antibiotics, administration, nursery, pigs
This experiment was conducted to determine the influence of the route of antibiotic administration (in-feed vs. in-water) on nursery pig growth performance. A total of 2,592 pigs (L337 × 1050, PIC Hendersonville, TN; initially 14.5 lb) were used in a 28-d trial. Pigs were weaned at 21 d of age and placed in a commercial research facility with 27 pigs per pen. After a 7-d pre-trial period, pens of pigs were assigned to weight blocks in a randomized complete block design. There were 12 replications per treatment with pen as experimental unit for in-feed medication treatments and a pair of pens as the experimental unit for water medication treatments. The six treatments included a control (no medication), chlortetracycline (CTC) provided via feed or water to achieve 9.98 mg/lb body weight (BW), tiamulin in feed (2.27 mg/lb BW) or water (10.43 mg/lb BW), or a combination of CTC and tiamulin in feed. Experimental treatments were provided for 14-d followed by a 14-d period without medication. For statistical analysis, the interaction of antibiotic type × route of administration was tested in a 2 × 2 factorial with main effect of antibiotic type (CTC or tiamulin) and route of administration (in-feed or in-water). Pairwise comparisons were also made between the control and all individual treatments. From d 0 to 14 (P < 0.05), d 14 to 28 (P < 0.10), and d 0 to 28 (P < 0.05) there was an antibiotic × route of administration interaction observed for average daily gain (ADG). The interactions were a result of pigs fed diets containing CTC having improved (P < 0.05) ADG compared to CTC in-water, whereas pigs provided tiamulin in-water exhibited improved ADG compared with tiamulin in feed. There was an antibiotic × route of administration interaction observed for feed-to-gain ratio (F/G) from d 0 to 14 and 0 to 28. Pigs provided tiamulin in the feed had the poorest F/G, whereas F/G was not different among the other treatments. Providing CTC in the feed or water or tiamulin in the water improved (P < 0.05) ADG compared to pigs fed the control diet. Providing either CTC or tiamulin in the feed increased (P < 0.05) average daily feed intake (ADFI) as compared with providing the antibiotics in water. Pigs fed antibiotics in the feed had increased (P < 0.05) ADFI compared to the control with those provided antibiotics in the water being marginally greater (P < 0.10) in ADFI than the control. For ADG (d 0 to 28), pigs provided CTC in feed, tiamulin in the water, or the combination of CTC and tiamulin in the feed during the treatment period had increased ADG (P < 0.05) compared to pigs fed the control diet. For ADFI, there was no evidence of an interaction or main effects; however, when compared to the control, pigs provided CTC in-feed, tiamulin in-water, or the combination in the feed all had increased ADFI. In summary, providing CTC in feed with or without tiamulin or tiamulin in the water improved nursery pig growth performance.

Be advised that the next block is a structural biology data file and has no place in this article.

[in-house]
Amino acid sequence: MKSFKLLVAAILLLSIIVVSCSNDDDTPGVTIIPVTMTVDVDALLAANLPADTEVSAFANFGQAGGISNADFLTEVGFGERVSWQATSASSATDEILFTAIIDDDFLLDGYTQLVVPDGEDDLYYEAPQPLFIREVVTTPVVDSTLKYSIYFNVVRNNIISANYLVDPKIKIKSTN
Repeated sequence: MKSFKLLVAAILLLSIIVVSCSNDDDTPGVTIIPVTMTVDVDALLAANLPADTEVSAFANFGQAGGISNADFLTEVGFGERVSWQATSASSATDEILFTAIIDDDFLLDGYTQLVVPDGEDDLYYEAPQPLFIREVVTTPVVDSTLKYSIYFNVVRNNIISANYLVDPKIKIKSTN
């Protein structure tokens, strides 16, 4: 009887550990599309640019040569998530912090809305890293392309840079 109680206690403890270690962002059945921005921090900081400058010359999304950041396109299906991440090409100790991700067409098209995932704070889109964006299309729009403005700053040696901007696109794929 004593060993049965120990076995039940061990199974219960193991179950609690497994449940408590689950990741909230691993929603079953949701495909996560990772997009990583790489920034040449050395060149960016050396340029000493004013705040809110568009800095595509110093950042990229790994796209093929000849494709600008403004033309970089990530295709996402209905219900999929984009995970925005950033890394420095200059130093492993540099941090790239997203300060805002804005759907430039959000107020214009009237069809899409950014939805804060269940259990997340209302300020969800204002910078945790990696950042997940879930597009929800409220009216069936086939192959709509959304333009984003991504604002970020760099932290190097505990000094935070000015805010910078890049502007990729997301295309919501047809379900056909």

Creative Commons License
This work is licensed under a Creative Commons Attribution 4.0 License.
Hutchens, W. M.; Tokach, M. D.; Dritz, S. S.; Woodworth, J. C.; DeRouchey, J. M.; Goodband, R. D.; Calderón, H. I.; Habib, K.; Ishengoma, V.; Nagaraja, T. G.; and Amachawadi, R. G.
"Evaluating the Route of Antibiotic Administration and its Effect on Nursery Pig Growth Performance,"
Kansas Agricultural Experiment Station Research Reports: